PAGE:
What Is News?
The False Claims Act has long barred relators from litigating claims that are based upon public disclosures in the "news media." But in today's internet age, with the proliferation of blogs and websites packed with information, the question of what exactly "news media" is under the FCA's public disclosure bar is not so straightforward.
Last week, a district court from the Central District of California tackled that issue in United States ex rel. Integra Med Analytics LLC v. Providence Health & Services, No. 16-1694, 2019 WL 3282619 (C.D. Cal. July 16, 2019). In Integra, healthcare provider defendants moved to dismiss a non-intervened qui tam on public disclosure bar grounds based, in part, on information about the business practices of one defendant—a consulting company that advised the hospital defendant on diagnostic coding procedures—that was available from online sources. Those sources included sites operated by defendants and industry groups as well as an online message board. In a long and detailed opinion, the court analyzed what types of online information should be considered "news media" that could potentially bar a relator's FCA action.
The court first ruled that not everything on the internet qualifies as news media. It began with the dictionary definitions of "news" and "media," which "suggested" that news media means a method of communication used to convey information "about recent events or that would otherwise commonly be found in a newspaper, news broadcast, or other news source." Id. at *11. The court observed that common sense precluded a conclusion that restaurant menus, the price of Dodger tickets, or other similar pieces of information on the internet constitute news media.
The court then dove headfirst into the difficult question of what qualifies as "news media" under the public disclosure bar. The judge outlined five guideposts or factors to consider in answering that question. First, one must consider whether the information concerns "recent events or other information that would commonly be found in a newspaper, news broadcast, or other news source." Id. at *14. Second is the extent of editorial independence of the publishers. Under this factor, one should examine whether the publisher "curates [the] information" or "simply publishes information about itself." Id. Third is whether the source intends for the information to be disseminated widely. Fourth is whether the conveying of "newsworthy" information is the "primary purpose" of the source. Id. at *15. And fifth, one should consider whether at least some people would consider the source news media. Taking note of blogs in particular, the court noted that at least "some people" would describe them as news media sources (maybe even this one!). Id.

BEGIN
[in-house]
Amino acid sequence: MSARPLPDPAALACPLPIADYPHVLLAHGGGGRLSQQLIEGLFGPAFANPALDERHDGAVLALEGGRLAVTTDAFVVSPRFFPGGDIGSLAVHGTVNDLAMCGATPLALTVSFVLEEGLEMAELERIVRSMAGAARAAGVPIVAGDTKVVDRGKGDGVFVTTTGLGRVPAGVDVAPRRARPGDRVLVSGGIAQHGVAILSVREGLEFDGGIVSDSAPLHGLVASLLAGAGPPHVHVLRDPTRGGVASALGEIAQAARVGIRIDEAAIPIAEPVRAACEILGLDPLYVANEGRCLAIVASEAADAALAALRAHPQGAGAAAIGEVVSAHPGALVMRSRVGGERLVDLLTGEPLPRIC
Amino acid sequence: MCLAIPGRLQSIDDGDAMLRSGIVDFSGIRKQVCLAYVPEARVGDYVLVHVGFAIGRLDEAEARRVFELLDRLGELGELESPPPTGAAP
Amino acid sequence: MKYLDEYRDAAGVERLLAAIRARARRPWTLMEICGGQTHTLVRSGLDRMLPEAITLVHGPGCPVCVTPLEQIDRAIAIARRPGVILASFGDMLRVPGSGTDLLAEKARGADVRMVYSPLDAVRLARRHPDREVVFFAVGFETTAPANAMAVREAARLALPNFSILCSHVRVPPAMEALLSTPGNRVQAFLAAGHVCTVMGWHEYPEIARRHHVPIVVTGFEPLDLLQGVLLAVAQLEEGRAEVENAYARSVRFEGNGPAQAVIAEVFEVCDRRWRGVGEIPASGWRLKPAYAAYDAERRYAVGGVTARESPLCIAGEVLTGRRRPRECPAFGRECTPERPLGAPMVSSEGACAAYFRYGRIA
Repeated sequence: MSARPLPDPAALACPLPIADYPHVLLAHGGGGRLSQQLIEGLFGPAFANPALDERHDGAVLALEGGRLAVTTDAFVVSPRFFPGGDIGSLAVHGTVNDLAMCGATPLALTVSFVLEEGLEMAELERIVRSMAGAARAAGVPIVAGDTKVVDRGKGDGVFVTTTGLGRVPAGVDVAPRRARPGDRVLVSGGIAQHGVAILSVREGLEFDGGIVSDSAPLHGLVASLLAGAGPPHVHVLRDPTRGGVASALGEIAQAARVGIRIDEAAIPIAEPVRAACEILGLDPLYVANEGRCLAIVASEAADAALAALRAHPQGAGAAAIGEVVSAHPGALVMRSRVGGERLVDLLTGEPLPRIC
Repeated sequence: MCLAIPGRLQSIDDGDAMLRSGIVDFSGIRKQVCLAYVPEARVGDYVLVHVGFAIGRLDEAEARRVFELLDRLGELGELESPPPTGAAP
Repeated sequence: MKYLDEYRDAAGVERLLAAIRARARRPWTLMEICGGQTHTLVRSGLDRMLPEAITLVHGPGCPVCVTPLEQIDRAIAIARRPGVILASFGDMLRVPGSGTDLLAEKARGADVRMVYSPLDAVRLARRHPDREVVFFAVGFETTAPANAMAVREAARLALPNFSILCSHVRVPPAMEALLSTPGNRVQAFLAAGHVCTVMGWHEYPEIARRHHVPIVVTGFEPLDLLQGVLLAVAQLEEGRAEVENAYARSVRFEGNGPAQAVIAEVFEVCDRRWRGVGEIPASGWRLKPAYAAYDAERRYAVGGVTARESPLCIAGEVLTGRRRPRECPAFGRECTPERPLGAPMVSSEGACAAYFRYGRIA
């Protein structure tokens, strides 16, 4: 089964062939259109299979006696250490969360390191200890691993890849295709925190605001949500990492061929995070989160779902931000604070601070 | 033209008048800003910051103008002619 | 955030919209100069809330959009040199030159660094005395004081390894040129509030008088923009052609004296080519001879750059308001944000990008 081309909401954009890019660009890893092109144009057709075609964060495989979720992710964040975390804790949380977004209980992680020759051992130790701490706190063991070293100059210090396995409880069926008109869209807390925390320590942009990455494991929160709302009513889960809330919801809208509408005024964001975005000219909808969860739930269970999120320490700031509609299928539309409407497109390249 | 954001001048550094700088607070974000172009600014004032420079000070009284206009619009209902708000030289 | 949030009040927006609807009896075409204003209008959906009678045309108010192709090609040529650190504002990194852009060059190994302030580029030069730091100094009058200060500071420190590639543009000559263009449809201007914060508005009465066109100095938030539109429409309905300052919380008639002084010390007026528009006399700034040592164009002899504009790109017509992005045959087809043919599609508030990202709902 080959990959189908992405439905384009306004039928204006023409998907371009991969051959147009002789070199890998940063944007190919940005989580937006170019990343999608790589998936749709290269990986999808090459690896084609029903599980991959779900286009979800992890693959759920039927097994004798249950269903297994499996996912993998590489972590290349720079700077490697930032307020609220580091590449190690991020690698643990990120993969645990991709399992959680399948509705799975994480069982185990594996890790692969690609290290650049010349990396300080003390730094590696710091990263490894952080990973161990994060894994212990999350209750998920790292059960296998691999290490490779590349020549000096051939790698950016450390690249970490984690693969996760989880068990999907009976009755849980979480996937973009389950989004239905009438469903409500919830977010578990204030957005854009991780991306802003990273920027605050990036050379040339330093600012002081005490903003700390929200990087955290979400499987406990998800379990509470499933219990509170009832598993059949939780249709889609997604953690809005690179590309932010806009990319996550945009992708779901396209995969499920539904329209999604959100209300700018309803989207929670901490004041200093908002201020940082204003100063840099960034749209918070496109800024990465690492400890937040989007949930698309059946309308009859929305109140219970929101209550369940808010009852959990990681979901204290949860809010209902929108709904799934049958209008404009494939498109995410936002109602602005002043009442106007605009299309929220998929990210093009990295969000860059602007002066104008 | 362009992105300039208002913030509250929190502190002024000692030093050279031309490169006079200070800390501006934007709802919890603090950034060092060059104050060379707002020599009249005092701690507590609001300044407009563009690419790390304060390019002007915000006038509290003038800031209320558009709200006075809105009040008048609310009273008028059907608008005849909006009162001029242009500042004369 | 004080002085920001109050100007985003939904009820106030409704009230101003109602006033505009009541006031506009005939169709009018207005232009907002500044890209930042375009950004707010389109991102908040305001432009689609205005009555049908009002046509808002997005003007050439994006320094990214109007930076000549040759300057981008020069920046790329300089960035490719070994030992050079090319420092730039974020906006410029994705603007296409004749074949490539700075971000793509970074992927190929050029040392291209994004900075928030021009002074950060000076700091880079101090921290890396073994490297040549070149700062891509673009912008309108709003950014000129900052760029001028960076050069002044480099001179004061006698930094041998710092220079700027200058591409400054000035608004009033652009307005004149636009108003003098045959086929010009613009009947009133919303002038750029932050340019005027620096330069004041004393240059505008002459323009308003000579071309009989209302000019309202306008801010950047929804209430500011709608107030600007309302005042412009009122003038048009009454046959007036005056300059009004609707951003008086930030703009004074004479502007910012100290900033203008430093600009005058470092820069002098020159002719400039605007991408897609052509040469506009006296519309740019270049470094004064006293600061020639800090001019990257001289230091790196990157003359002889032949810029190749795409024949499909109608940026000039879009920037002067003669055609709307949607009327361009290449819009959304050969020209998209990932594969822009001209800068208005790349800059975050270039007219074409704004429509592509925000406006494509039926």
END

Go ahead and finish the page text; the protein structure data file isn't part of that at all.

After articulating these factors, the court put the issue back to the parties concluding that it did not have enough evidence and briefing about the specific online information at issue to apply those factors to the facts of the case.
The court's discussion about "news media" in the Integra case is more extensive than most past FCA opinions and is likely to have an impact beyond this case. Still, there is plenty of room for debate about what is, and what is not, news.
Note: The district court has since certified the question for interlocutory appeal to the Ninth Circuit. The question certified is "whether all online information is disclosed from the 'news media' such that it would fall under the public disclosure bar of the False Claims Act." The Ninth Circuit has accepted interlocutory review and we will continue to follow this case in 2020.
© Arnold & Porter Kaye Scholer LLP 2019 All Rights Reserved. This blog post is intended to be a general summary of the law and does not constitute legal advice. You should consult with counsel to determine applicable legal requirements in a specific fact situation.